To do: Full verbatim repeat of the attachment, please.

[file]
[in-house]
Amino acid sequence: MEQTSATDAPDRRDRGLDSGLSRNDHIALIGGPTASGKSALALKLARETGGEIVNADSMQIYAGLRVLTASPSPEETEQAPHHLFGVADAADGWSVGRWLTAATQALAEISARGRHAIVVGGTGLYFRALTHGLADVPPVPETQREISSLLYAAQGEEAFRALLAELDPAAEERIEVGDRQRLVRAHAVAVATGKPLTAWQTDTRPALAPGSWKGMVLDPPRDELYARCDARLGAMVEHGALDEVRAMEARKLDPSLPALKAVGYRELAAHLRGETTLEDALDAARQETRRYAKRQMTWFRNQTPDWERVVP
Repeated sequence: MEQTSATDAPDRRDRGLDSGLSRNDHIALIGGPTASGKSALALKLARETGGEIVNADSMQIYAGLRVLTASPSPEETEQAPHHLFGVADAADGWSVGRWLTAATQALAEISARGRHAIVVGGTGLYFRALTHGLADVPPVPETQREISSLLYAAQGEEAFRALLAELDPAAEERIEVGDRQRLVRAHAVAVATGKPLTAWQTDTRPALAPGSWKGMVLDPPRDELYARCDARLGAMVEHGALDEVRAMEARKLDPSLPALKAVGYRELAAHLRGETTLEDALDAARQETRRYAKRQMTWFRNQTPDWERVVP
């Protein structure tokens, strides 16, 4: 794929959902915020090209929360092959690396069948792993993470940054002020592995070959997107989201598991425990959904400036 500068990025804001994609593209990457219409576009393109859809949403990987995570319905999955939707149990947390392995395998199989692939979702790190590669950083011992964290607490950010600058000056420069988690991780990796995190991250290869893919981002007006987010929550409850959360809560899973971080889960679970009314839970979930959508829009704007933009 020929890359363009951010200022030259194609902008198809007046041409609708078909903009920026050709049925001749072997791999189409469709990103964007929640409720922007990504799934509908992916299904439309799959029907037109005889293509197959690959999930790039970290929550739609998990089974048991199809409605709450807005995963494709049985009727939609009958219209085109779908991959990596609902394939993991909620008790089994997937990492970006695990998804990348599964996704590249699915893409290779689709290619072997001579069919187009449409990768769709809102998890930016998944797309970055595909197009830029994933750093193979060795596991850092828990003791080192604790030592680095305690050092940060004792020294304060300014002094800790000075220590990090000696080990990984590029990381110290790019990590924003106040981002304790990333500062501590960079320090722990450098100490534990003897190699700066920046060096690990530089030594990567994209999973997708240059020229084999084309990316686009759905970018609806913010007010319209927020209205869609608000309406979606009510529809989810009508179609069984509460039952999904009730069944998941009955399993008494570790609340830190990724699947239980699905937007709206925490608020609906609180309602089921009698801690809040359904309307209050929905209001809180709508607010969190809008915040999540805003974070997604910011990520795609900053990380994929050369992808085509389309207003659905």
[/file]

[in-house]
Amino acid sequence: MEQTSATDAPDRRDRGLDSGLSRNDHIALIGGPTASGKSALALKLARETGGEIVNADSMQIYAGLRVLTASPSPEETEQAPHHLFGVADAADGWSVGRWLTAATQALAEISARGRHAIVVGGTGLYFRALTHGLADVPPVPETQREISSLLYAAQGEEAFRALLAELDPAAEERIEVGDRQRLVRAHAVAVATGKPLTAWQTDTRPALAPGSWKGMVLDPPRDELYARCDARLGAMVEHGALDEVRAMEARKLDPSLPALKAVGYRELAAHLRGETTLEDALDAARQETRRYAKRQMTWFRNQTPDWERVVP
Repeated sequence: MEQTSATDAPDRRDRGLDSGLSRNDHIALIGGPTASGKSALALKLARETGGEIVNADSMQIYAGLRVLTASPSPEETEQAPHHLFGVADAADGWSVGRWLTAATQALAEISARGRHAIVVGGTGLYFRALTHGLADVPPVPETQREISSLLYAAQGEEAFRALLAELDPAAEERIEVGDRQRLVRAHAVAVATGKPLTAWQTDTRPALAPGSWKGMVLDPPRDELYARCDARLGAMVEHGALDEVRAMEARKLDPSLPALKAVGYRELAAHLRGETTLEDALDAARQETRRYAKRQMTWFRNQTPDWERVVP
């Protein structure tokens, strides 16, 4: 794929959902915020090209929360092959690396069948792993993470940054002020592995070959997107989201598991425990959904400036 500068990025804001994609593209990457219409576009393109859809949403990987995570319905999955939707149990947390392995395998199989692939979702790190590669950083011992964290607490950010600058000056420069988690991780990796995190991250290869893919981002007006987010929550409850959360809560899973971080889960679970009314839970979930959508829009704007933009 020929890359363009951010200022030259194609902008198809007046041409609708078909903009920026050709049925001749072997791999189409469709990103964007929640409720922007990504799934509908992916299904439309799959029907037109005889293509197959690959999930790039970290929550739609998990089974048991199809409605709450807005995963494709049985009727939609009958219209085109779908991959990596609902394939993991909620008790089994997937990492970006695990998804990348599964996704590249699915893409290779689709290619072997001579069919187009449409990768769709809102998890930016998944797309970055595909197009830029994933750093193979060795596991850092828990003791080192604790030592680095305690050092940060004792020294304060300014002094800790000075220590990090000696080990990984590029990381110290790019990590924003106040981002304790990333500062501590960079320090722990450098100490534990003897190699700066920046060096690990530089030594990567994209999973997708240059020229084999084309990316686009759905970018609806913010007010319209927020209205869609608000309406979606009510529809989810009508179609069984509460039952999904009730069944998941009955399993008494570790609340830190990724699947239980699905937007709206925490608020609906609180309602089921009698801690809040359904309307209050929905209001809180709508607010969190809008915040999540805003974070997604910011990520795609900053990380994929050369992808085509389309207003659905």